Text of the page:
Less Politics, More Substance Abuse

I’ve heard loud and clear that you do not appreciate my takes on American politics, specifically Donald Trump.

Trump-bashing is not what brought you here to begin with, many have told me, and it’s not what you want to read now or ever. I get it. And I can see how I would stop reading someone who disparaged the leaders I like.

I hear you. But at the same time, I’d like you to hear why. Why did this blog go eight years with nary a hint of American politics, to regularly bashing Trump and the Republican Party? What does this have to do with expat chronicles in Latin America? WHY?

Because Donald Trump attacked the philosophy at the nucleus of Expat Chronicles. With a loud megaphone, he condemned the heart and soul of the blog. I never delved into red vs. blue because American politics never broadsided my muse … until Trump.

The genesis of my South American adventure was a job in which I was tasked with preparing a Peruvian company to grow exports before a trade agreement took effect with the United States. There has always been a nod to international business on my About page, and mentions abound of how reading “The World is Flat” inspired me to launch my career in an emerging market.

It may not be what initially brought you to Expat Chronicles, but international business and globalization were always at the heart of this project. You may believe you were only here to read about riding the natives, the cheap drugs or politically-incorrect, “shock jock” humor. But this blog has always featured articles on politics, economics, business and history. It’s in the DNA. You’ve been injecting it into your veins all these years.

Trump’s influence ultimately killed the largest trade agreement in the history of the world (ironically designed to counter Chinese influence in global commerce) which included Peru, Colombia, Chile and Mexico, but it wasn’t only the economic protectionism and cultural nationalism that offended the Expat Chronicles muse.

His mantra, or “mnemonic device,” was to BUILD a WALL.

The wall he wanted to build was meant to keep out Hispanic immigrants. In his own words, “They’re bringing drugs, they’re bringing crime, they’re rapists.” The Muslim ban was prominent, but the foremost theme of Trump’s campaign was giving the boot to the spics.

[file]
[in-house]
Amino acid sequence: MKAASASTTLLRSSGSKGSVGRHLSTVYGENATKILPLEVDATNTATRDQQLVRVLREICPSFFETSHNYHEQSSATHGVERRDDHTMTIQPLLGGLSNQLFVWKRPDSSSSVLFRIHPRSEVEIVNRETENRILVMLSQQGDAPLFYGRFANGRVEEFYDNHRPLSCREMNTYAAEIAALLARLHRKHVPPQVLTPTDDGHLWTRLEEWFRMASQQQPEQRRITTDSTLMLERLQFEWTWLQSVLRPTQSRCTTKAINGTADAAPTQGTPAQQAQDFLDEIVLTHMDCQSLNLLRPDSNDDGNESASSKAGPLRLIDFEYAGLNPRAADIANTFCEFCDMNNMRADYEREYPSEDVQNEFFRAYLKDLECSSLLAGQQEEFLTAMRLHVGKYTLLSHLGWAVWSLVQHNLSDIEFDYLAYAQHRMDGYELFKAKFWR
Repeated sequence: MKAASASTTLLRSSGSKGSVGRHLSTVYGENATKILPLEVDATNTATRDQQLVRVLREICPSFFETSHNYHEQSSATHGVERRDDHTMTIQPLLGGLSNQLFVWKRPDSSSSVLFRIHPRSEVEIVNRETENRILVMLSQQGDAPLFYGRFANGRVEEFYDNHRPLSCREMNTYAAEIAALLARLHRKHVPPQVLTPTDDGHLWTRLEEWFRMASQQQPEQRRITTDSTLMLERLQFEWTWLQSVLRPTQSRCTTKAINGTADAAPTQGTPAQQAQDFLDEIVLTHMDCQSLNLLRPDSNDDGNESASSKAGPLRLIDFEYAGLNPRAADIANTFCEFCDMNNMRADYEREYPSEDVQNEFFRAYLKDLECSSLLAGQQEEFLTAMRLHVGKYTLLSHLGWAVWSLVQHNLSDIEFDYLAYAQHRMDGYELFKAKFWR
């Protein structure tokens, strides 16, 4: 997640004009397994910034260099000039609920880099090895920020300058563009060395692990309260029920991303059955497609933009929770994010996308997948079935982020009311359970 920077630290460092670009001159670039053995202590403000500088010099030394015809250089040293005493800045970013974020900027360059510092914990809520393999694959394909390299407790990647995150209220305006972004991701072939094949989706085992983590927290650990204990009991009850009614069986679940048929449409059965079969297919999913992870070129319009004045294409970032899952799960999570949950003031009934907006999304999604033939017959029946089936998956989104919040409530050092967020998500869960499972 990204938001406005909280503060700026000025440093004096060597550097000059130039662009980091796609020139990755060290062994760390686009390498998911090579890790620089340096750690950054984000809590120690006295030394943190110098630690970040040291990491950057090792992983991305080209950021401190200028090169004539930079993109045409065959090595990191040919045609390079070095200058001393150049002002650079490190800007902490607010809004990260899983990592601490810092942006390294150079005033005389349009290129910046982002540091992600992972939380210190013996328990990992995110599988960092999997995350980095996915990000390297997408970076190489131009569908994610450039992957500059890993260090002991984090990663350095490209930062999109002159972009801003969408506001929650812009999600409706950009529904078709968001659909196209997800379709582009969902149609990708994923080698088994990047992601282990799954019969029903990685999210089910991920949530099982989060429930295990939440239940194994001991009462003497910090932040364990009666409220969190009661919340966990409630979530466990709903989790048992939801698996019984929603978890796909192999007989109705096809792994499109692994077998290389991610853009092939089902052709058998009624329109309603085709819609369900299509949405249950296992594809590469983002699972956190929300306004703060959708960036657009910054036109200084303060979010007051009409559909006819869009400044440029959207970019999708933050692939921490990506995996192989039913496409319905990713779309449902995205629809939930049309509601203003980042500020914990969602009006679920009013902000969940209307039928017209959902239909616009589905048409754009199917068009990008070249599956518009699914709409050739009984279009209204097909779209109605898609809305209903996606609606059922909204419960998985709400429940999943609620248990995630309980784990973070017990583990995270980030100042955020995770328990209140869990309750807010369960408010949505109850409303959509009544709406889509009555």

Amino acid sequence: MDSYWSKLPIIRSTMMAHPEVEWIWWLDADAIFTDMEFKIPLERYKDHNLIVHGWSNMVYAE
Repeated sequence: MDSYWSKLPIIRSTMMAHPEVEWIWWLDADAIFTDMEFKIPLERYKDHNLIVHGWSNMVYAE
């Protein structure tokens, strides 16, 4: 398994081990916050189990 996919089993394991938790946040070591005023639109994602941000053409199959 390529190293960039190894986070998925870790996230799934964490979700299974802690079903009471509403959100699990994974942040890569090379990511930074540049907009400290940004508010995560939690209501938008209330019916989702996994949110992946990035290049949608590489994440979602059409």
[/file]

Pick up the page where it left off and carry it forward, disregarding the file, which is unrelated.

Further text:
This blog, on the other hand, is all about Latin America and hanging out with Hispanics! We like the spics. I married and procreated with one, and adopted her family as in-laws. I’m still having a hard time getting back to the gringo swing of things as a repat.

Building walls isn’t only anathema to international business, but everything this project was about. Sure, there were scenes of the American Idiot wreaking havoc, but it was always in a spirit of multinational comradery. I would never say something like “I don’t have a racist bone in my body,” but there was never an “us vs. them” sentiment in my heart. I was writing to make inroads and bring people together.

I’m no social-justice warrior, but I did see this blog as playing a small role in bridging the gap between Gringolandia and Latin America. Part “citizen of the world,” part “man without a country,” a la Hemingway. I may have critical things to say, but I never wanted to build walls or shut it down or kick people out.  It was about having a laugh and partying.

For Expat Chronicles, criticizing Trump was a two-prong fit in the Latin American outlet: (1) his acting like a tinhorn dictator from a shithole banana republic and (2) his implementing of a state-led economic model of protectionism and “crony capitalism,” following the lead of Latin America’s underperforming economies of the last 50 years.

That’s the why.

One talking point goes, now that Trump is gone, we haters with TDS won’t have anything to talk about. First of all, he is definitely not gone. He has not taken up painting or philanthropy, and he’s not planning a presidential library. He is still active in Republican Party politics, with an eye to ensure that his policy shifts become written in stone.

Second, I believe his brand will have jumped the shark long before the 2024 election, so I am happy to go back to what Expat Chronicles was before 2016. I am currently in the midst of Sober April, and I would be delighted to tell you what brought that about.

10 comments